Being a 34 year-old Marilyn Manson fan is a bit of a conundrum. I freely admit to enjoying much of his music, though not usually for the reasons that his predominately younger fans do. He doesn’t speak to me, and I find no solace or empathy in his nihilistic, pseudo-tortured ravings. I rarely wear black, I shop at Old Navy, and I prefer a good tuna salad sandwich to cutting myself. But what has brought me back, time and time again, are a few things: showmanship, interesting production, and creativity. Yes, Manson is an attention-whoring creepshow, but once you realize that its all part of a carefully crafted persona, designed exclusively to cause controversy, one might manage a begrudging respect for the man. Coupled with the fact that I enjoy his particular brand of arena-friendly, industrial-goth techno-rock, and I find myself routinely coming back for more.
Because make no mistake, one of Manson’s strongest points is his creativity. He draws inspiration from all over the map, and when it works, it works marvelously. His first album, Portrait Of An American Family, was carnivalesque industrial rock, a minor hit but a breakout nonetheless, mostly due to his morbid cover of The Eurythmics’ “Sweet Dreams.” 1996’s Antichrist Superstar was his real breakout, a fierce, furious, howling tornado of an album that talked in equal parts about celebrity, fandom, and God knows what else. It’s also one of my favorite albums of the 90’s. He followed it up with his homage to Bowie and 70’s glam, 1998’s Mechanical Animals, a much more heavily produced, electronica-influenced record that had some truly brilliant work on it. After that, it was strictly hit-or-miss. 2000’s Holy Wood (In the Shadow of the Valley of Death) was a mixed bag, but 2003’s The Golden Age Of The Grotesque was a marvelous mix of punk, hardcore, techno and most interestingly, burlesque. It’s on those concept/homage/influence albums that Marilyn Manson is at his best — Mechanical Animals and The Golden Age Of The Grotesque are prime examples of these sort of era-and-genre-bending pastiches.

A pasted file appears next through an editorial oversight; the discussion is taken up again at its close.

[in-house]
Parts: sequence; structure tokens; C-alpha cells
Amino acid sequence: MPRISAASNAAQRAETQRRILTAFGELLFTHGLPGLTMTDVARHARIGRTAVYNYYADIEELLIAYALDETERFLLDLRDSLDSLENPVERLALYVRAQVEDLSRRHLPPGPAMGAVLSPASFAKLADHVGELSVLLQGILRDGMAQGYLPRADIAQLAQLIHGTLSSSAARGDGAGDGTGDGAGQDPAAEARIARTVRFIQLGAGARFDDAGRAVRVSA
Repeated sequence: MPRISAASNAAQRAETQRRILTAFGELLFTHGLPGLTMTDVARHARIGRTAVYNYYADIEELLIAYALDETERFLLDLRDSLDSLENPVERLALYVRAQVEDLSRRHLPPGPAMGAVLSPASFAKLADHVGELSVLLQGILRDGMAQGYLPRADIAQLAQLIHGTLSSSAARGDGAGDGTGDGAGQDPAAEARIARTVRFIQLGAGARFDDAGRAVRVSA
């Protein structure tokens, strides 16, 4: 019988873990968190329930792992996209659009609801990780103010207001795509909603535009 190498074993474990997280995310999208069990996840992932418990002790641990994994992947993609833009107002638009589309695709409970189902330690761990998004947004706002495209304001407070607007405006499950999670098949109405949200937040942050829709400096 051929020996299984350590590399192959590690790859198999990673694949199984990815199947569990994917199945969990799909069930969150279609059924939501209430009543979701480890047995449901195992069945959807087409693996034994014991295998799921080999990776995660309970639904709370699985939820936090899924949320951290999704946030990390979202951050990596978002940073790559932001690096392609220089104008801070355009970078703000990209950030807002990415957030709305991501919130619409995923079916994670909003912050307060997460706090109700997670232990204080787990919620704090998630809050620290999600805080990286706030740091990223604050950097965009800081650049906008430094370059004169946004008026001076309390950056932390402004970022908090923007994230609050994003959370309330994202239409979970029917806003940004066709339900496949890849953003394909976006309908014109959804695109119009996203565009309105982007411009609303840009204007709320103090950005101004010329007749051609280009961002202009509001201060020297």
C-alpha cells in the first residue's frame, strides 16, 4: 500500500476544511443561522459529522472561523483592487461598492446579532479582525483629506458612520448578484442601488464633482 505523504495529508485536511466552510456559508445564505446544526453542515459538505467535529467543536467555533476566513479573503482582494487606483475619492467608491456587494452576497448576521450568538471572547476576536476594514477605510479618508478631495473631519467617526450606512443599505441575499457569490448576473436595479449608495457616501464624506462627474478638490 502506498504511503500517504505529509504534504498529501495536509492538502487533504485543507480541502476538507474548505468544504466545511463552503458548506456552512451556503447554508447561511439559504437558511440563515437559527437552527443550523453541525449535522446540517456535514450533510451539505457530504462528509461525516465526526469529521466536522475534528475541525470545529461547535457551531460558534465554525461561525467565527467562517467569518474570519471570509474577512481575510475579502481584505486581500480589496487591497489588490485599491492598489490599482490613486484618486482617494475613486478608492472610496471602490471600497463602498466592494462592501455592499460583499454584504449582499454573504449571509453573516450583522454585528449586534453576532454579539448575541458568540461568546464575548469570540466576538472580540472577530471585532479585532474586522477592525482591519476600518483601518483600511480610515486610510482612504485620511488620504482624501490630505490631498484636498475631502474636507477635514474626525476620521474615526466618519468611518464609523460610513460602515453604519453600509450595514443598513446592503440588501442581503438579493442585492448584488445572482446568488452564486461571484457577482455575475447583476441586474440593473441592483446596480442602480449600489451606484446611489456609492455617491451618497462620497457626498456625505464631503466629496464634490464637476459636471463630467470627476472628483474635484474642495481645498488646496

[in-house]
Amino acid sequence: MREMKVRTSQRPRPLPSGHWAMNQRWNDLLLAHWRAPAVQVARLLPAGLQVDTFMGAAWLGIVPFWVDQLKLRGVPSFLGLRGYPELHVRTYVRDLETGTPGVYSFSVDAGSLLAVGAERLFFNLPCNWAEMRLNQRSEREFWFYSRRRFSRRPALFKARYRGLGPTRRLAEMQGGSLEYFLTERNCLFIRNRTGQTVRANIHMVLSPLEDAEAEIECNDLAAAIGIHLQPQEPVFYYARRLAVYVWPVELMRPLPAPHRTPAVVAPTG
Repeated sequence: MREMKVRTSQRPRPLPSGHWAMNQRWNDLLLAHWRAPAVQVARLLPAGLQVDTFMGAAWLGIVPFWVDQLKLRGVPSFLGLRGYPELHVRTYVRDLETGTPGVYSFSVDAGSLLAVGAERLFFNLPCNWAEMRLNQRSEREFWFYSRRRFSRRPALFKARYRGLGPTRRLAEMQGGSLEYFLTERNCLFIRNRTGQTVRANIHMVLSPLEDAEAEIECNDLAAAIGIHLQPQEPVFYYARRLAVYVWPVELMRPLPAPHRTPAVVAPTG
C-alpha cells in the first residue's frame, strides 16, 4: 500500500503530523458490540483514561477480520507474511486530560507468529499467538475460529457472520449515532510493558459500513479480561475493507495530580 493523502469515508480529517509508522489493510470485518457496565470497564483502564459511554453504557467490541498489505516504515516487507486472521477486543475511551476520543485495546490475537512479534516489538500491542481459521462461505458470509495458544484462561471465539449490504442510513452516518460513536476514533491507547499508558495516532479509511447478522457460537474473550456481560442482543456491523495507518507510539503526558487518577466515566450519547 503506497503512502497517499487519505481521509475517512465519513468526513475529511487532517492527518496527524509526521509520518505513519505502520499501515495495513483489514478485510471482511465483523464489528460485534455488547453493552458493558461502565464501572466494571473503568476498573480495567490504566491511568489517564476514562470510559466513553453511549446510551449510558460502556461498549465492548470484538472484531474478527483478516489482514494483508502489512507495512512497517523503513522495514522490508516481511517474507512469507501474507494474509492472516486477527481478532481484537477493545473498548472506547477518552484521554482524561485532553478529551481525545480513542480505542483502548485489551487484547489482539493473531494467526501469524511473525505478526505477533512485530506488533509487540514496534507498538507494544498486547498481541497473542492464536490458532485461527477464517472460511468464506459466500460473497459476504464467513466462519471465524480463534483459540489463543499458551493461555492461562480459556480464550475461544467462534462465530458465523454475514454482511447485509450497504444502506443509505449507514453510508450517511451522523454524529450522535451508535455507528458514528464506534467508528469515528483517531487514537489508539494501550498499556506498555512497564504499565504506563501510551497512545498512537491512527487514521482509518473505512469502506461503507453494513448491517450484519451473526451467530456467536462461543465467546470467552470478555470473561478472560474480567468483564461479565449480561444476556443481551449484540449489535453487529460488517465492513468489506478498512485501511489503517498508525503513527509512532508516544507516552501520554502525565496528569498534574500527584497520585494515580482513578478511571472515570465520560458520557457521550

So with all of that said, we arrive at 2009’s The High End Of Low, Marilyn Manson’s newest effort, two years after the middling Eat Me, Drink Me. How does it hold up to his “classic” works? Not terribly well, unfortunately. Manson’s latest offering suffers from two main problems.
The first is simply that his shtick has become dated. Sad, but true. At this point, unless he brings something new to the table, there’s little more for him to say. A difficult proposition for an artist whose bread and butter has always been trying to shock the audience. He fails miserably here. There’s nothing new, no new ideas, no new inspirations, no new sounds. Which brings us to the second problem: it’s boring. I never thought I’d say something like that about Marilyn Manson. His albums have not all been consistently good, but at least they were listenable, interesting, and entertaining. Failing that, at least the production was polished, the beats heavy and rocking, and the sound engaging.